One country that was equally fascinated was India – the game has been played there for over 70 years, enjoying a mass appeal across diverse audiences, rich & poor, young & old, men & certain women audiences.
Just how it’s enjoyed there is fascinating.
As India is changing and modernizing rapidly, so is cricket and the brands sponsoring it by adapting to an evolving audience’s preferences.
Here’s a closer look at the reasons how and why cricket catches millions of eyeballs in India.
EMERGENT, UNCOMPLICATED NATIONAL PRIDE
In times like the Cricket World Cup, the game triggers unparalleled emotions of national pride for Indians.
Whilst pride in the sense of flag-waving is a potentially complicated, even polarizing issue for many Western countries, in India, it is a positive identification of excellence and showing support to the Team.
The passion borders on obsession – as witnessed by the Hindustan Times.
Assets linking to national pride are repeatedly used by brands in their promotions and weaved into brand messaging for piggybacking on to the ongoing buzz.
An advertisement’s background score would often entail a cheering crowd with a patriotic tune and waving flag, for example – nudging consumers into associating a product or service with cricket’s ‘national pride’ culture.
Tapping into national pride can work for brands in India – but still requires sensitivity.
Getting the tonality right, maximizing resonance across the various population segments requires an in-depth cultural understanding of this huge and sometimes mysterious-seeming market.
A GENTLEMAN’S GAME GOES PUNK
Indian Premier League (IPL) was the answer to young Indian viewership demanding a shorter format of cricket: fast and entertaining. This version was permeated with loud Bollywood music, cheer-leaders, colorful uniforms and the audience screaming onto the field.
The “gentleman’s game” went punk and the brand communication hastily embraced brashness – all to impress its new viewership.
For brands to launch successful ad creative and campaigns, it is of prime importance to stay updated with the dynamic preferences of younger audiences.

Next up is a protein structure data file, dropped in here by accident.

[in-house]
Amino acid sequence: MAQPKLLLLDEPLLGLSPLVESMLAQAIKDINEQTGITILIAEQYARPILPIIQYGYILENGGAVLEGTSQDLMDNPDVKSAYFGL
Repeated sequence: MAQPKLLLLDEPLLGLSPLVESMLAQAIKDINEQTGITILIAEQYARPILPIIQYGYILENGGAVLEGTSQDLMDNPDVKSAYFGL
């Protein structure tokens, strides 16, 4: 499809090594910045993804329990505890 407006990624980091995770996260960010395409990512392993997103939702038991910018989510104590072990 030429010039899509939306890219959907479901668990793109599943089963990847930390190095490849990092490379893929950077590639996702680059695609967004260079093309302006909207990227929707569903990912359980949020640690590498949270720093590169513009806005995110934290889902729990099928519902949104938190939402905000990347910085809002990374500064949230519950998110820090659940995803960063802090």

IPL also brought new patterns of viewing consumption.
A larger number of ‘on-the-go’ viewers were hooked onto the online streaming channels. This opened up a new digital avenue for advertisements and product placements. Online streaming viewership reached a daily number of 18 million during IPL.
With unlimited internet data plans as cheap as $2 a month, paid streaming apps have become increasingly popular for mobiles and tablets.
To identify what’s effective as click-bait for banner ads on these apps you need an in-depth understanding of user experiences and the digital journeys of the fast-growing Indian digital community.
TALKING THE LANGUAGE OF FEMINISM?
While you might find women in the crowds, ardent women followership is not nearly as often as with men.
We asked on a Twitter poll if any Indian women were following the World Cup to which the majority of respondents said ‘no’ or ‘yes, but passively’.
For a variety of reasons, cricket’s direct appeal to women is lower – overall it has not been particularly gender inclusive or relevant.
Societal dynamics are steadily changing as the Indian audience is increasingly understanding the language of female empowerment.
The Indian Women’s Cricket team is generating sponsorships and brands, exploring innovative strategies for gender inclusivity. When an IPL team launched a sports drink, for example, their promotional campaign looked at gender-based stereotypes in cricket.
Gender roles are especially complex in a modern, educated Indian society – understanding expressions of latent sexism, gender stereotyping and related sentiments are crucial for brands to develop effective and inclusive communication strategies.
FAST MOVING, EVER CHANGING INDIA
To sum up: India remains a diverse and hugely complex nation – one that’s also growing fast at 7% in GDP with an overall value of $2726 billion in 2018.
Because Indian Cricket moved with the times and provided maximum entertainment it consistently succeeded as a business model spanning the different generations.
With mature audiences posting more on Facebook, millennials and Gen Z’s taking over Instagram, Twitter and Snapchat– each has a unique outlet for expressing their cricket emotions, reactions.
Growing viewership figures bear witness to cricket’s ability to unite and speak to mass audiences.
India’s cricketing history and cultural contexts directly influence consumer behaviour and brand positioning.
With competing brands each wanting a piece of the pie, looking to grab consumer attention, winning strategies will be driven by a close understanding of both individual sentiment and the group-cum-crowd psychology of this fascinating sport.
To really tap in to the power of these emotions, you need experts who have been working to help link brands to consumers for more than a decade – which is precisely what we’ve been doing at H/T/P Delhi.
Get in touch email@example.com if you’d like to find out more – we’d love to talk about cricket and consumers!